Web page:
API Snapshots: Java Core, Memory, Pig, Hive,

Table of Contents

Memory Performance

These performance tests are very simple: the write test stores longs of 0 to k-1 into arrays of size k where k varied from 2^5 to 2^26. The read test then reads those longs from those arrays. A trial consisted of the tight loop that filled or read the entire array. Each test of size k was repeated up to millions of times to reduce noise in the measurements.

The inner timing loop for writing into a java array:

  startTime_nS = System.nanoTime();
  for (int i=0; i<arrLongs; i++) { array[i] = i; }
  stopTime_nS = System.nanoTime();

The inner timing loop for reading from that array:

  startTime_nS = System.nanoTime();
  for (int i=0; i<arrLongs; i++) { trialSum += array[i]; }
  stopTime_nS = System.nanoTime();

The trialSum is used as a simple checksum and to make sure the compiler optimizers didn’t eliminate the loop.


Read_C_Java_Unsafe.png

Write_C_Java_Unsafe.png

The first 2 figures compares a simple C program with 3 different compiler optimization levels, a java loop with a simple heap array as above, and then a java loop using Unsafe accessing on off-heap (Direct) array.

The first myth to be dispelled is that “Unsafe is as fast as Java on-heap access”. Nope! Unsafe is nowhere near as fast as the Java on-heap array access. It is 50% slower than Java on-heap, especially for the small array sizes, and 13% slower for the biggest array size. This has a lot to due with how efficiently the code can utilize the L1, L2 and L3 CPU caches. Even if the Unsafe method calls are being replaced with hand-written assembly instructions, they are not as effective as the instructions that the JIT compiler emits.

Only in the case of writes to large arrays (> L3 cache) is the Unsafe comparable to the java heap array.

Now look at what the potential is from C. Using just O2 optimization. The Java code is 3X slower for reads of small arrays and 65% slower for writes. Oddly, the C code is slower for the larger arrays, but I’m sure there are tuning options to fix that.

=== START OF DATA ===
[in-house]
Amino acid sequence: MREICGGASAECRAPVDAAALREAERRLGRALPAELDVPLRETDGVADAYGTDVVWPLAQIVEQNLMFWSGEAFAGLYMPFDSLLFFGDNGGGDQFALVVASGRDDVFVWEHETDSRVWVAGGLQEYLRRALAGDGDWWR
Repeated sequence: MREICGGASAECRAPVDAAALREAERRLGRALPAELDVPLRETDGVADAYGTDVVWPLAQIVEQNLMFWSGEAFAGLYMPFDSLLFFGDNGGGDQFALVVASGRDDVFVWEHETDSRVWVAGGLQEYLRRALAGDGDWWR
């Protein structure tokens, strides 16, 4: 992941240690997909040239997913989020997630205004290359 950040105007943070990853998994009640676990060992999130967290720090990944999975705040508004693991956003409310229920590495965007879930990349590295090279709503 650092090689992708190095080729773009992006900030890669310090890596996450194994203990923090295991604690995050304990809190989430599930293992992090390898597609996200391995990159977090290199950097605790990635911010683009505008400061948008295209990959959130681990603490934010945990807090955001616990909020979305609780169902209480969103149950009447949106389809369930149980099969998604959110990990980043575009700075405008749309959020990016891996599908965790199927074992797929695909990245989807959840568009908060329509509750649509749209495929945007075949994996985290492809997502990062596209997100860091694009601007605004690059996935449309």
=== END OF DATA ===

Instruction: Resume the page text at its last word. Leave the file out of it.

BB_LB.png

Next I looked at the ByteBuffer and LongBuffer to see how well they would do.

Reading and writing longs with a Heap ByteBuffer is unbelievably horrible. Even though the Endianness is set correctly to native, the code emitted is not taking proper advantage of Unsafe calls and is likely disassembling the longs into bytes on the java side! I consider this a java performance bug. Meanwhile using a Direct BB is much better but not quite as good as using the Heap LongBuffer. And in this test, anyway, using the Direct LongBuffer is not quite as fast as using the Direct BB.

What is really good is that the LongBuffer Heap Reads are very comparable to the Java array reads, but slower on the writes. For direct access the Unsafe reads and writes are faster than the LongBuffer direct.

Unless you are R/W to Heap, there is little incentive to using the LongBuffer. The LB performance is slower and the API is much weaker than the BB API.


Speed_0.12.0.png

I then looked at the Memory package to see how it would perform.

The lines in this chart are from three different test-types:

  • R/W into an heap array. Labeled HeapR and HeapW. This is the fastest access you can do in java, just putting and getting values from a java long array. Only C can do it faster, especially for small arrays that can live in the CPU caches.
  • R/W into an off-heap array using unsafe calls directly in the loop code. No intervening classes or objects.
  • R/W into an off-heap array using our Memory package.

As you can see from the graph the fastest traces are the dashed lines for the on-heap arrays, with the exception of writing to an on-heap long array over 2^24 in size. I am not sure exactly what is going on here.

Next in performance is the Memory Direct Read and the Unsafe Read which are right on top of each other. The good news is that the Memory package does not add ANY overhead and is as fast as a user using Unsafe calls directly in their code!

The slowest of these three is the Memory Write and Unsafe Write which also track right on top of each other. Nonetheless, 0.6 nanoseconds per operation is not bad!


My test system was my laptop which is an older Apple MacBook Pro:

  • Model: MacBookPro 11,3
  • CPU: 2.5 GHz Intel Core i7
  • Memory: 16 GB 1600 MHz DDR3
  • Cores: 4
  • L2: 256KB
  • L3: 6 MB